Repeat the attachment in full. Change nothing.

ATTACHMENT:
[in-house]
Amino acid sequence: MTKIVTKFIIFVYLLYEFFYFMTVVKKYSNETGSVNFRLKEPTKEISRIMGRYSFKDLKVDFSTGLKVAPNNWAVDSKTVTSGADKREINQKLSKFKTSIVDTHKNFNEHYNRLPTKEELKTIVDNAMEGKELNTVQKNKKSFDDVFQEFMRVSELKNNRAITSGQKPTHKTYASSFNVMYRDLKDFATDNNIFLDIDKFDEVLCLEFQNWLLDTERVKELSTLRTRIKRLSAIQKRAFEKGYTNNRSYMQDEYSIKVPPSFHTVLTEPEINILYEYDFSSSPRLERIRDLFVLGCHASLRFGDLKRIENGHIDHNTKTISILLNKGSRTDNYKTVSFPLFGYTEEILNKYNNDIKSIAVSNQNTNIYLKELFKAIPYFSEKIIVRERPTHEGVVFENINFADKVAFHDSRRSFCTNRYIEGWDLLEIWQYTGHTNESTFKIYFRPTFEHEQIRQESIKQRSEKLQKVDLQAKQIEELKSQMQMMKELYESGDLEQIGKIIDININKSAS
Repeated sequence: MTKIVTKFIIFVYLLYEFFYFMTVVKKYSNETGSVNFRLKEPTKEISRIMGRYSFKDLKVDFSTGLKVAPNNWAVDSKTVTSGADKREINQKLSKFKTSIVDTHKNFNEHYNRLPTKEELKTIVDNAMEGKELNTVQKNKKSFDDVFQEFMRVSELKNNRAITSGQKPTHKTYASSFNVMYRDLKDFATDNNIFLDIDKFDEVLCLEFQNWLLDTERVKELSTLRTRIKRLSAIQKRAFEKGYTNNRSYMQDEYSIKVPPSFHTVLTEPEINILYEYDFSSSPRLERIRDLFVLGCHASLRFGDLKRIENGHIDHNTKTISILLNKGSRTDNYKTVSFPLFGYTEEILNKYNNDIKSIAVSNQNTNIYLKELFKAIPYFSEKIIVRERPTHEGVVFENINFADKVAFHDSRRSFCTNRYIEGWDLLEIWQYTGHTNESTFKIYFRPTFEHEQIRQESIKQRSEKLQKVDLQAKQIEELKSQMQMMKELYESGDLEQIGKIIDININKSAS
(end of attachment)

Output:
[in-house]
Amino acid sequence: MTKIVTKFIIFVYLLYEFFYFMTVVKKYSNETGSVNFRLKEPTKEISRIMGRYSFKDLKVDFSTGLKVAPNNWAVDSKTVTSGADKREINQKLSKFKTSIVDTHKNFNEHYNRLPTKEELKTIVDNAMEGKELNTVQKNKKSFDDVFQEFMRVSELKNNRAITSGQKPTHKTYASSFNVMYRDLKDFATDNNIFLDIDKFDEVLCLEFQNWLLDTERVKELSTLRTRIKRLSAIQKRAFEKGYTNNRSYMQDEYSIKVPPSFHTVLTEPEINILYEYDFSSSPRLERIRDLFVLGCHASLRFGDLKRIENGHIDHNTKTISILLNKGSRTDNYKTVSFPLFGYTEEILNKYNNDIKSIAVSNQNTNIYLKELFKAIPYFSEKIIVRERPTHEGVVFENINFADKVAFHDSRRSFCTNRYIEGWDLLEIWQYTGHTNESTFKIYFRPTFEHEQIRQESIKQRSEKLQKVDLQAKQIEELKSQMQMMKELYESGDLEQIGKIIDININKSAS
Repeated sequence: MTKIVTKFIIFVYLLYEFFYFMTVVKKYSNETGSVNFRLKEPTKEISRIMGRYSFKDLKVDFSTGLKVAPNNWAVDSKTVTSGADKREINQKLSKFKTSIVDTHKNFNEHYNRLPTKEELKTIVDNAMEGKELNTVQKNKKSFDDVFQEFMRVSELKNNRAITSGQKPTHKTYASSFNVMYRDLKDFATDNNIFLDIDKFDEVLCLEFQNWLLDTERVKELSTLRTRIKRLSAIQKRAFEKGYTNNRSYMQDEYSIKVPPSFHTVLTEPEINILYEYDFSSSPRLERIRDLFVLGCHASLRFGDLKRIENGHIDHNTKTISILLNKGSRTDNYKTVSFPLFGYTEEILNKYNNDIKSIAVSNQNTNIYLKELFKAIPYFSEKIIVRERPTHEGVVFENINFADKVAFHDSRRSFCTNRYIEGWDLLEIWQYTGHTNESTFKIYFRPTFEHEQIRQESIKQRSEKLQKVDLQAKQIEELKSQMQMMKELYESGDLEQIGKIIDININKSAS